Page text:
One of the first things that struck me when I started my PhD was how many times I heard my colleagues talking about this and/or that conference. I thought there was some kind of aura around these academics presenting their work around the world, and who are actually paid to travel around and discuss their research interests. Now, that I write it down: what a great job we will all have one day (hopefully)! Continue reading
NEXT SHUT UP & WRITE SESSION: 21ST FEBRUARY @ 10AM IN THE HIVE
After taking a break to redesign our Shut Up & Write sessions we have made a couple of decisions that will change the format and hopefully fit everyone’s agenda better. So thank you everyone who gave us feedback. Continue reading
These are the kind of headlines magazines love to guilt us into reading this time of year, so apologies if I just hooked you the same way. I don’t know about you but doing a PhD has made me take milestones like New Year to reassess where I’m going and kick-start any stagnant processes. PhDs are a mysterious leviathan, lurking somewhere beneath our consciousness (and often slightly out of reach, generally, of others’ understandings). I thought I’d share my experiences of practical field research (my PhD is in the fields of Sound Studies, Geography and Urban Studies) on a field trip to and from Australia, via Sri Lanka and Hong Kong in December 2016 and early January 2017, and how they have helped reinvigorate my belief in my research.
Why Australia, you may ask? How lucky. Well, yes and no. Fortunate to have gone, but as a self-funded PhD candidate, I was paying my own way. The initial reason for the trip was business, as well as being way of visiting distant relatives in Melbourne with our children. However, I also had wanted to go back to Sydney for some time as part of my auto-ethnographic ‘jigsaw’ methodology of revisiting and documenting my response to places in which I have lived in, have called ‘home’, and which have therefore formed who I am and how I view space, place and identity (essentially the topic of my doctorate).
The motto of this initiative is “We will build bridges, not walls, to a peaceful and just world rid of oppression and hatred”. In wondering whether to write a post about this I had to think: although it is a political topic, who can be offended by it? Who wouldn’t agree with the fact that a world without hatred and oppression will be a better world? Whatever the ways we have of fighting for our ideals, I believe most of them should at least feel this initiative to be tangentially relevant. So I decided to blog about.
Historically, walls have been built and destroyed across the world almost constantly. Their main purpose being either to keep people in, to keep people out or (and most commonly) both. But have they achieved this goal? Did people actually stay in or out? Did it keep migrants from getting to their destinations, for example? In some cases it did (sometimes tragically), in some cases it didn’t. But the most important thing is that although they indeed constitute a physical and philosophical barrier, walls are not the way to manage the political and economical challenges we are facing. As clear as that, they are just wrong.
Bridges Not Walls is happening across the country and on the 20th of January (next Friday) banners are going to be dropped from bridges all over the UK to raise voices against all types of hatred spreading in our societies. The Brighton banner drop is being organised with students at our University, which makes me very proud 🙂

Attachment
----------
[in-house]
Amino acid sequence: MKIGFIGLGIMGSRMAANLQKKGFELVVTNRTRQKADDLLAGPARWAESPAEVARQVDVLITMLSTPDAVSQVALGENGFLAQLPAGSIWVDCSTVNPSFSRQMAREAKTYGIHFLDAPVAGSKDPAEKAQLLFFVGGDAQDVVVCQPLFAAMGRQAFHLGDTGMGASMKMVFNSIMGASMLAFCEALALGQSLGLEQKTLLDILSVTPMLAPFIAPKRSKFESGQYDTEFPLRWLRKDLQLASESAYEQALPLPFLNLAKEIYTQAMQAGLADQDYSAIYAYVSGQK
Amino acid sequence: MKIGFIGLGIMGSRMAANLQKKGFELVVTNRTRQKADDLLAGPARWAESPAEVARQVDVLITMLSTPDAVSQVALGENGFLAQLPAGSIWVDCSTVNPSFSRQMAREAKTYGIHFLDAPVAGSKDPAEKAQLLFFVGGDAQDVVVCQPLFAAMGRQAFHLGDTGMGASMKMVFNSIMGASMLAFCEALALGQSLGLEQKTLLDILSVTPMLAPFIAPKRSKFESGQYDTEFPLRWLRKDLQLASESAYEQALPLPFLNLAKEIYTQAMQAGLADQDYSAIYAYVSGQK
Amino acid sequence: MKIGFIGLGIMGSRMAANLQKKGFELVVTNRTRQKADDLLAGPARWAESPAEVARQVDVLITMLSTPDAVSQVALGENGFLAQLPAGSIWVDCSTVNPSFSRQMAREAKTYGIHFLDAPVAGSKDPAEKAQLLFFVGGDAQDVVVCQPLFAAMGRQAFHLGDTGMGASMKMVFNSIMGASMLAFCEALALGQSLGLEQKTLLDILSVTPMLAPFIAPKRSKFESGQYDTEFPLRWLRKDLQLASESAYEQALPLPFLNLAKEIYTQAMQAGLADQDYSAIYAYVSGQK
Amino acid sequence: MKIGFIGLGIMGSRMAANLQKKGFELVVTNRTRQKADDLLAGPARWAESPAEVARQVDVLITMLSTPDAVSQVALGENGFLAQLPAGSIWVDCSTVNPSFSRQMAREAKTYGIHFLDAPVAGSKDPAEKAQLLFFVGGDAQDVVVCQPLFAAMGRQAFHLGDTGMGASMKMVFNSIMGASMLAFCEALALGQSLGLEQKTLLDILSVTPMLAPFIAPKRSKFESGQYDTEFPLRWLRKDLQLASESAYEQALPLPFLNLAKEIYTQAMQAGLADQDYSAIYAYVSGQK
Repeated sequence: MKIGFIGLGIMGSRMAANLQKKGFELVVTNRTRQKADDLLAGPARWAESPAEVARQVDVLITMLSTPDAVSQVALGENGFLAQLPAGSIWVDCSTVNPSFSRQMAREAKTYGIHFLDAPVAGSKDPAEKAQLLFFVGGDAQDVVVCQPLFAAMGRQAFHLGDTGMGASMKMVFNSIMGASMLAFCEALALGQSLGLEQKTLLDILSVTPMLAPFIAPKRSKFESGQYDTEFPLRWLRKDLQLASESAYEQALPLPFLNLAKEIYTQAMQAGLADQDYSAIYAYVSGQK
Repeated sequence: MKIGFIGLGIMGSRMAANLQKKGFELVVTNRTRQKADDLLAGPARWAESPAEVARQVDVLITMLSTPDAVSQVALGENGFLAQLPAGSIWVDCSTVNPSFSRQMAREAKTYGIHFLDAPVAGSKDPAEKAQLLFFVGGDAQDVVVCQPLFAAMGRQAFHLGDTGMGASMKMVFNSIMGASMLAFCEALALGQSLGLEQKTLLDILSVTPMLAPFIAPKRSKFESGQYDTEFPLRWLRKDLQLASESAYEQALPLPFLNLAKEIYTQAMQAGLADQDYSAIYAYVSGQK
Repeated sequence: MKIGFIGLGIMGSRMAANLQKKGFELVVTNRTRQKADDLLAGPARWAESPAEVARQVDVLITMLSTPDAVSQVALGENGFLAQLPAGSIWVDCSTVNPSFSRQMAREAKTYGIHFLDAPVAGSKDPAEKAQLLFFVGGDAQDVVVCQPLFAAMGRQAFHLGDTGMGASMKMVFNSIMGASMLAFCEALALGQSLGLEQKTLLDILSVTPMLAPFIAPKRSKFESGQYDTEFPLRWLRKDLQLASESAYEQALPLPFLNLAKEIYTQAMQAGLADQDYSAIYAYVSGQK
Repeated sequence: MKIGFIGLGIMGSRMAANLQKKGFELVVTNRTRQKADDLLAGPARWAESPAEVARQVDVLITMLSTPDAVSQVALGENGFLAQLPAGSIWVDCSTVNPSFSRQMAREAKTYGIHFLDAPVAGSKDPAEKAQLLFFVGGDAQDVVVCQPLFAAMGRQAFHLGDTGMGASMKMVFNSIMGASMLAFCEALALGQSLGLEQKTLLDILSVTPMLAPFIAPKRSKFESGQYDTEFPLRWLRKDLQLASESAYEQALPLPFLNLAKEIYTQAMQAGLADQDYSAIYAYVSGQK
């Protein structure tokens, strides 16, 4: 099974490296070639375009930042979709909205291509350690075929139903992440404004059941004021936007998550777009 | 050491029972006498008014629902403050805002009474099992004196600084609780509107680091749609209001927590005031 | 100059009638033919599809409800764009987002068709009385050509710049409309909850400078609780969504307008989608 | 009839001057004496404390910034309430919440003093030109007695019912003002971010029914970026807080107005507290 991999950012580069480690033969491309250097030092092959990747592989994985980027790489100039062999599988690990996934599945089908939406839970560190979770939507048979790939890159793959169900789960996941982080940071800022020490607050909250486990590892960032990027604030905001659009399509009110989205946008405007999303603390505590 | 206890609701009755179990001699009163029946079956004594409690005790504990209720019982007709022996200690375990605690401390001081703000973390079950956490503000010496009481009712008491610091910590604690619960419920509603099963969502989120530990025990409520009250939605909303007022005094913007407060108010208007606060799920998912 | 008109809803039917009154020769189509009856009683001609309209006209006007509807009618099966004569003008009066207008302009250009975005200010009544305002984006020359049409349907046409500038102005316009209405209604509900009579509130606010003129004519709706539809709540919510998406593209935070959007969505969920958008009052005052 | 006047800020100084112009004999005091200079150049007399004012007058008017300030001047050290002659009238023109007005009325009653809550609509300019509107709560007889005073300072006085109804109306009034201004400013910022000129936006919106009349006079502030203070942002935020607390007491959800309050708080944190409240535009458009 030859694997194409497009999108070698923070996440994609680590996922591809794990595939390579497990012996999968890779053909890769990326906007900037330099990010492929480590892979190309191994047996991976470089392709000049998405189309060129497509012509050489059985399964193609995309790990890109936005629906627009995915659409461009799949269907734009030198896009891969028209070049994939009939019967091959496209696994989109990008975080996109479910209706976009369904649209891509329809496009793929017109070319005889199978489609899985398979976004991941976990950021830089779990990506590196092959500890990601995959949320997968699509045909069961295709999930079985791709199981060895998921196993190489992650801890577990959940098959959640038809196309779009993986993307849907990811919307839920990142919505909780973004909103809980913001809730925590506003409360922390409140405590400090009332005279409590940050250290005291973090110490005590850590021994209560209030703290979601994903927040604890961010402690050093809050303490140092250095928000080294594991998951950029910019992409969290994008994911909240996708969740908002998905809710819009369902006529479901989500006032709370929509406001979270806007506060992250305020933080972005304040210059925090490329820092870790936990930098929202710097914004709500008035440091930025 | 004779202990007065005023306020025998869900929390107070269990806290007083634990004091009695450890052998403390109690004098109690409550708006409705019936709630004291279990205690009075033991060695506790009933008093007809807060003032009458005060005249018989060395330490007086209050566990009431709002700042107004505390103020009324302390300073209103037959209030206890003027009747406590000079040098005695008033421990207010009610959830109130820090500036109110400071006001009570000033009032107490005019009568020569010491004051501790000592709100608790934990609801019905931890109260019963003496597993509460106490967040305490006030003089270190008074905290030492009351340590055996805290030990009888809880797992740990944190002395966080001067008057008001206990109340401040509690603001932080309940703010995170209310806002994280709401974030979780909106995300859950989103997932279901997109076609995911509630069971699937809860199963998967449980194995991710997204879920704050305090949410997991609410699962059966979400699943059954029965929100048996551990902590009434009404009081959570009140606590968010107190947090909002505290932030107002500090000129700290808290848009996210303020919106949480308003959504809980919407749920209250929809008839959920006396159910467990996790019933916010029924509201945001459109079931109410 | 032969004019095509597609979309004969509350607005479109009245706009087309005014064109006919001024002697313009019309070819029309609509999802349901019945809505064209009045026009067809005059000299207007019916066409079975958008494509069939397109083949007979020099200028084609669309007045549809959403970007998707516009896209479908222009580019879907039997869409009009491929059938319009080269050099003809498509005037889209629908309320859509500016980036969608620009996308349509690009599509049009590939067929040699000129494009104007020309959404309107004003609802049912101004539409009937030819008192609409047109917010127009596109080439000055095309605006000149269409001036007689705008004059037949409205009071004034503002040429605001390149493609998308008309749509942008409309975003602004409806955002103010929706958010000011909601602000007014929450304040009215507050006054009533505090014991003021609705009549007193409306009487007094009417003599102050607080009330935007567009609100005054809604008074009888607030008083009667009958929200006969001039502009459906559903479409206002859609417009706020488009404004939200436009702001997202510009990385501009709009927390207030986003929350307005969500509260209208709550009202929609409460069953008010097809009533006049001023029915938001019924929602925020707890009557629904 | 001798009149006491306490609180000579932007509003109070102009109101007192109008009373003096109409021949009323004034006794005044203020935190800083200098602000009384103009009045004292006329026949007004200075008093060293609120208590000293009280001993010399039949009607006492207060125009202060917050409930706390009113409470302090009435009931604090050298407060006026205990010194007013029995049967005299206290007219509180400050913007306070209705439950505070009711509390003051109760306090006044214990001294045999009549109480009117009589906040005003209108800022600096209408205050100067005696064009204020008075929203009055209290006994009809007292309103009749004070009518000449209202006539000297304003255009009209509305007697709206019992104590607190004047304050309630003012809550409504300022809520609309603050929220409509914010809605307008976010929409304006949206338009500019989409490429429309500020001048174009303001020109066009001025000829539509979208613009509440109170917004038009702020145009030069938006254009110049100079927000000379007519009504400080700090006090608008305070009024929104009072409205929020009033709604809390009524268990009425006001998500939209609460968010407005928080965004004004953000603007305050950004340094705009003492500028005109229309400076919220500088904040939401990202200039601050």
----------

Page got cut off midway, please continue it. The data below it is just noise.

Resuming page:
These are the dates to keep in mind:
Monday 16th January and Tuesday 17th January: banner making at Sussex University Student Union between 6pm and 9:30pm.
Friday 20th January: The drop itself will be next Friday morning at 7.30am at Brighton Greenway, just up from Preston Circus. Two banners will cover both directions of traffic on New England Road.
If you want to participate please come to help make the banners at the Student Union on Monday and/or Tuesday evening. Also spread the word, you know how these things work: “the more the merrier!”
So come along and spread the word!
By: Marianela Barrios
Hi everybody!! We are back from holidays and loaded with energy and ideas for this year 2017. Some of them may just be part of optimistic new year’s resolutions, but we will do our best for them not to stay at that.
Today I will only tell you about the Academic Book Week. We are taking it very seriously this year. It got into our heads that we want to do a book sprint, as we have mentioned before in this blog. Well, during the Academic Book Week we will get ready and set to be able to do one properly.
On Wednesday, 25th January at lunch time we will conduct a workshop with Prof. David Berry (an eminence in book sprints) and brainstorm with participants about our own book sprint that will take place later in the year.
So save the date and remember to sign up, because most likely you will only be able to take part in the book sprint if you were present at this workshop.
We have the plans and ideas for this year, but for now, just think of The Academic Book Week and saving some time to join us at our workshop.
We wish you all a great start of 2017!
By: Marianela Barrios
What is a book sprint? Why would you want to participate? A book sprint is basically a book that is written in a day! I know… sounds crazy, but we actually have a renowned expert in book sprints here at Sussex, Prof. David Berry. So we have invited him to join us for Lunch on Wednesday, 25th January 2017 to celebrate the Academic Book Week by talking to us about book sprints. Continue reading
I’m rewriting this post, because we are thinking of a serious transformation of our Shut Up & Write sessions, which have been having questionable success. First of all, the session for this Thursday HAS BEEN CANCELLED. Continue reading